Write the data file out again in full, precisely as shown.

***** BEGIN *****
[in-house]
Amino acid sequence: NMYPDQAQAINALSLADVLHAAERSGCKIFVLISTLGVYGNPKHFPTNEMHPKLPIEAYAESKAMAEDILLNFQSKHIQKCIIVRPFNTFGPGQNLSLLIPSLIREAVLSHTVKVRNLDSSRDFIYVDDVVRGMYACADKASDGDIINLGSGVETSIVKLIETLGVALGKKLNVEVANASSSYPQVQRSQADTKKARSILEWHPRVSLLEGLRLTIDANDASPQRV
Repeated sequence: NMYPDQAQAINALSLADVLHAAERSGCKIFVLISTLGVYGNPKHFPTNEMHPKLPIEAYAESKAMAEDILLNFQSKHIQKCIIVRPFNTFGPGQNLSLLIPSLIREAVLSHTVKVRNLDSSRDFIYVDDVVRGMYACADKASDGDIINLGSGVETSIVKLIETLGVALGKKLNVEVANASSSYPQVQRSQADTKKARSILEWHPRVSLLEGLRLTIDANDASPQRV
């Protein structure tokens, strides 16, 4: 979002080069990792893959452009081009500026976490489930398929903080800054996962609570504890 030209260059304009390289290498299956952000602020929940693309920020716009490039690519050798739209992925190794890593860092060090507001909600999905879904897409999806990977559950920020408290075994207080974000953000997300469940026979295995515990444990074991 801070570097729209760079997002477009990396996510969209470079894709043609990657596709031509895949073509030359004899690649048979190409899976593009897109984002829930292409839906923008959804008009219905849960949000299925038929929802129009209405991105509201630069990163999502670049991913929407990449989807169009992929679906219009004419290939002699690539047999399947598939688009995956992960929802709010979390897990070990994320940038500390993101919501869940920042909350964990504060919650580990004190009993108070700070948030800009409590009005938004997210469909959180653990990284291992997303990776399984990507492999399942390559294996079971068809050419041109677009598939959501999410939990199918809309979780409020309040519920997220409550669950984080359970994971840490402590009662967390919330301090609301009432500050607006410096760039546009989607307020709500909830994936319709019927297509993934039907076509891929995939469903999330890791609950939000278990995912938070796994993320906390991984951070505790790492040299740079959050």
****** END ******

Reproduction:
[in-house]
Amino acid sequence: NMYPDQAQAINALSLADVLHAAERSGCKIFVLISTLGVYGNPKHFPTNEMHPKLPIEAYAESKAMAEDILLNFQSKHIQKCIIVRPFNTFGPGQNLSLLIPSLIREAVLSHTVKVRNLDSSRDFIYVDDVVRGMYACADKASDGDIINLGSGVETSIVKLIETLGVALGKKLNVEVANASSSYPQVQRSQADTKKARSILEWHPRVSLLEGLRLTIDANDASPQRV
Repeated sequence: NMYPDQAQAINALSLADVLHAAERSGCKIFVLISTLGVYGNPKHFPTNEMHPKLPIEAYAESKAMAEDILLNFQSKHIQKCIIVRPFNTFGPGQNLSLLIPSLIREAVLSHTVKVRNLDSSRDFIYVDDVVRGMYACADKASDGDIINLGSGVETSIVKLIETLGVALGKKLNVEVANASSSYPQVQRSQADTKKARSILEWHPRVSLLEGLRLTIDANDASPQRV
């Protein structure tokens, strides 16, 4: 979002080069990792893959452009081009500026976490489930398929903080800054996962609570504890 030209260059304009390289290498299956952000602020929940693309920020716009490039690519050798739209992925190794890593860092060090507001909600999905879904897409999806990977559950920020408290075994207080974000953000997300469940026979295995515990444990074991 801070570097729209760079997002477009990396996510969209470079894709043609990657596709031509895949073509030359004899690649048979190409899976593009897109984002829930292409839906923008959804008009219905849960949000299925038929929802129009209405991105509201630069990163999502670049991913929407990449989807169009992929679906219009004419290939002699690539047999399947598939688009995956992960929802709010979390897990070990994320940038500390993101919501869940920042909350964990504060919650580990004190009993108070700070948030800009409590009005938004997210469909959180653990990284291992997303990776399984990507492999399942390559294996079971068809050419041109677009598939959501999410939990199918809309979780409020309040519920997220409550669950984080359970994971840490402590009662967390919330301090609301009432500050607006410096760039546009989607307020709500909830994936319709019927297509993934039907076509891929995939469903999330890791609950939000278990995912938070796994993320906390991984951070505790790492040299740079959050």